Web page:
BSR accounted for 16 per cent of PetroVietnam’s total revenue and 10 per cent of its State budget contributions last year. It also contributed 33 per cent of its total profit.
PV Power IPO
PetroVietnam Power Corporation (PV Power) will offer 20 per cent of its shares in an initial public offering (IPO) on January 31.
PV Power is a subsidiary of the Việt Nam National Oil and Gas Group (PetroVietnam).
At a roadshow, held in Hà Nội on Tuesday to introduce the investment opportunity, PV Power chairman Hồ Công Kỳ said the sale was part of the PV Power equitisation plan approved by the Prime Minister on December 8, 2017, under which the State would reduce its stake in PV Power to 51 per cent after PV Power became a joint-stock company.
More than 676 million shares, equivalent to 28.88 per cent of PV Power’s chartered capital, would be sold to strategic investors, while the remaining shares, equivalent to 0.11 per cent of its chartered capital, would be sold to PV Power’s staff, he said.
PV Power prioritised strategic investors who owned oil and gas fields and coal mines as they could provide fuel for the corporation’s electricity plants for a long term, Kỳ said.
PV Power director Nguyễn Xuân Hoà said the priority enabled strategic investors to gain over 36 per cent of PV Power’s chartered capital and have veto power in the council of shareholders.
The State’s capital in PV Power might decrease to below 51 per cent after 2019 once the corporation has successfully concluded its negotiations with international investors over the restructuring of loans for the Vũng Áng 1 thermal power plant, Hoà said.
He also said the equitisation of PV Power had attracted attention from hundreds of investors, including electricity development investors that were more powerful than PV Power in terms of finance, human resources and capacity.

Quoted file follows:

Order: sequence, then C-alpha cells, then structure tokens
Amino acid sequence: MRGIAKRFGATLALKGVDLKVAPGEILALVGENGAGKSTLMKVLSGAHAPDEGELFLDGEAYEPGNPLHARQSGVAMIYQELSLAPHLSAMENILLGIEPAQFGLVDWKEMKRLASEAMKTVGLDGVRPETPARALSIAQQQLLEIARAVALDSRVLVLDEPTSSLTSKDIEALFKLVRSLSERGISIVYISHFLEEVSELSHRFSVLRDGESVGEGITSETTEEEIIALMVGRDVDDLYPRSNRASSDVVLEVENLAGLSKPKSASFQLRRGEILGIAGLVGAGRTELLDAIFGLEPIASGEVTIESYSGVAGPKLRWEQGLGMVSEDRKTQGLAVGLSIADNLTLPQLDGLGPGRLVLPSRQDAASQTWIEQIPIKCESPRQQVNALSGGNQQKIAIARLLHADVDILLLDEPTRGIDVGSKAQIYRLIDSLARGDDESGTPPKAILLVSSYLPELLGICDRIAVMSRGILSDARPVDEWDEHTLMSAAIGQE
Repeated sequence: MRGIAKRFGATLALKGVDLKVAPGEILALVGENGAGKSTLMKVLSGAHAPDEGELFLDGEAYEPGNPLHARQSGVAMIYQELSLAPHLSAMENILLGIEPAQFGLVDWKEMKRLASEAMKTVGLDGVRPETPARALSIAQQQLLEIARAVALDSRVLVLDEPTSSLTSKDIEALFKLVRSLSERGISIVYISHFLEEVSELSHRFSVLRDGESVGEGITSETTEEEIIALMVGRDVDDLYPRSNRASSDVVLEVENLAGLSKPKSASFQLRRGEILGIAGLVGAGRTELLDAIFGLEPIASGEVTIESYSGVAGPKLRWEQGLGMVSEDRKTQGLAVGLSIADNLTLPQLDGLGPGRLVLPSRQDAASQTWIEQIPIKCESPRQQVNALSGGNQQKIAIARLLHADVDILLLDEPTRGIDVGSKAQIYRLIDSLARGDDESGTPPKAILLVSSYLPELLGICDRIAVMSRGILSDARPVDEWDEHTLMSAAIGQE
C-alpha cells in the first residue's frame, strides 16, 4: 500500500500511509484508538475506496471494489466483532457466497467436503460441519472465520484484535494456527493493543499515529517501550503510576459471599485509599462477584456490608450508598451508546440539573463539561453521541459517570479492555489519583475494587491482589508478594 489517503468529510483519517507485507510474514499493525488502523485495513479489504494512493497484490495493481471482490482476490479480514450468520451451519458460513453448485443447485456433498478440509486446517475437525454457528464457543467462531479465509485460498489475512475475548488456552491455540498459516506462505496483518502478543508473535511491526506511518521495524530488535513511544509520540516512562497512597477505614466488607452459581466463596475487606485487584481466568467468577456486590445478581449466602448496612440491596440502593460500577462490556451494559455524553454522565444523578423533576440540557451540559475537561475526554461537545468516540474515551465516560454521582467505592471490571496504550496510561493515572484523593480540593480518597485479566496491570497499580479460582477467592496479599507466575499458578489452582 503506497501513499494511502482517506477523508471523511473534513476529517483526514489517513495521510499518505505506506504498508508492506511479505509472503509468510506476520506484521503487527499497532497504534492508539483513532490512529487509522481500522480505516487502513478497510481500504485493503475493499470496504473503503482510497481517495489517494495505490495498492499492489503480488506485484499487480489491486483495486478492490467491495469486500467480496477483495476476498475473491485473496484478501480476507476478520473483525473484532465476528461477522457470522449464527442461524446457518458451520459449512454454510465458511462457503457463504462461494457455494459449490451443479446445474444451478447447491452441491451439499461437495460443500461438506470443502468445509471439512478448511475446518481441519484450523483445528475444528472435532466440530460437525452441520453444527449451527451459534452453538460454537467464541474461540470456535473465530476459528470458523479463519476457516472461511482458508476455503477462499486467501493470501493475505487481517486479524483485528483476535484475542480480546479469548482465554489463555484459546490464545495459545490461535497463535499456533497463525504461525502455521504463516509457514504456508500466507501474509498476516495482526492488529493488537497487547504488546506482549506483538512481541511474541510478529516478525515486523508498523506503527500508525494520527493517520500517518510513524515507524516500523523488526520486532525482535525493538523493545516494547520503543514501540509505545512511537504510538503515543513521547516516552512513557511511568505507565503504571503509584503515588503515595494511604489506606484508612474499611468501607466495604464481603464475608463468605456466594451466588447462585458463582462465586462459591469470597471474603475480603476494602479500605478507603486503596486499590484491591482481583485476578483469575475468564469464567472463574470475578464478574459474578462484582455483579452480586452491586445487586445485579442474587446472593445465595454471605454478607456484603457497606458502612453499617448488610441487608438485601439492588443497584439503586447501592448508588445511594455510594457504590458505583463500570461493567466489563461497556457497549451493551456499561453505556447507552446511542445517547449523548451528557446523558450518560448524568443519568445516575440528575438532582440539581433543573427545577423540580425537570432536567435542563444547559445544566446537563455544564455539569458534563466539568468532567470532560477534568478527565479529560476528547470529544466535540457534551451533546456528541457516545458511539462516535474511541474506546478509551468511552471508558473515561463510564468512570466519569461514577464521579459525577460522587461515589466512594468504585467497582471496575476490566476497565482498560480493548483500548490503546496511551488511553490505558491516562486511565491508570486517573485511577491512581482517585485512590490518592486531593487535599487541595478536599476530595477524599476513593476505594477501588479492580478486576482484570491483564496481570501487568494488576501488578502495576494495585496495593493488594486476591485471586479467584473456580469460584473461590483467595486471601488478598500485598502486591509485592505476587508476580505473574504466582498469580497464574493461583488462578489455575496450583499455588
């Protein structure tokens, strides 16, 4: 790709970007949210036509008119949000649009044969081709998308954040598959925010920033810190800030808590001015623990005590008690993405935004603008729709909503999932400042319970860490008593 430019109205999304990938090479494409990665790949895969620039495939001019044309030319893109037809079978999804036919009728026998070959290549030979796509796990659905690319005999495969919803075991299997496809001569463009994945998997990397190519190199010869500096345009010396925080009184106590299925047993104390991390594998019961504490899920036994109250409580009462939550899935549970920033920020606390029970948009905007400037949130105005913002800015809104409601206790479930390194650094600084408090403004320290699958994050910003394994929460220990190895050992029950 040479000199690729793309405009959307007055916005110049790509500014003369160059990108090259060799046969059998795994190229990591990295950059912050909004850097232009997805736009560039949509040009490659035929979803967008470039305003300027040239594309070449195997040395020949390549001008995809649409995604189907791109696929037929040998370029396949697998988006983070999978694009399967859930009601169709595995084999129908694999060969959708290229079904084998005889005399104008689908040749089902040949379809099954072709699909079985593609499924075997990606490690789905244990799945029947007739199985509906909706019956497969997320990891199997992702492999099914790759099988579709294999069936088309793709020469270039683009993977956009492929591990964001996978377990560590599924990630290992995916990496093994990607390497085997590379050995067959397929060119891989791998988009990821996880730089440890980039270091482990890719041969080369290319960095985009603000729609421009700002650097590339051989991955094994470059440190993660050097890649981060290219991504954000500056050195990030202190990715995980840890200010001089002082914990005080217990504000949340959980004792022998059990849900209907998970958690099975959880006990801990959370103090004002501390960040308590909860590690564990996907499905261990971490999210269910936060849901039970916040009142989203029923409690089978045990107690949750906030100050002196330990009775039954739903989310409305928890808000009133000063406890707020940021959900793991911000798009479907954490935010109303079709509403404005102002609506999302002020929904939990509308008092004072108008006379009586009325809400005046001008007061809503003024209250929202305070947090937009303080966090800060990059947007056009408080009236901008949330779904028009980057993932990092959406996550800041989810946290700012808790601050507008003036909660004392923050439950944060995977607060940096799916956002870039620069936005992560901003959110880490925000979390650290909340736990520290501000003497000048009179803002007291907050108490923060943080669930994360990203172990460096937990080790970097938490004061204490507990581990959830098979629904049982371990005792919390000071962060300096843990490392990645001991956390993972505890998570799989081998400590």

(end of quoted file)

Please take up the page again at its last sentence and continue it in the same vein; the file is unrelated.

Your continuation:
Owners of oil and gas fields and coal mines from Indonesia, Australia, Qatar and Saudi Arabia have also been interested in the corporation’s shares.
Hoà said at the workshop that PV Power had selected 30 qualified domestic and foreign investors for co-operation over the next five to 10 years.
According to Decree No 126/2017/NĐ-CP, strategic investors are required to make profits in the last two years and hold on to PV Power shares for at least five years.
PV Power has given priority to strategic investors who can allocate capital for the corporation to implement an array of thermal-power projects in future, as well as those who can improve its financial, personnel and technological management capacity, and operate in electricity generation. This is aimed at ensuring the supply of gas and coal for PV Power’s projects, once domestic natural resources decrease.
Kỳ said PV Power prioritised investors who promised to operate and maintain coal-fuelled power projects invested by PetroVietnam.
PV Power was established in 2007. The company operates one coal-based thermal power plant, three gas-based thermal power plants and three hydro-power plants. Its annual production is more than 4,208MW, equivalent to 10 per cent of the country’s total power output. — VNS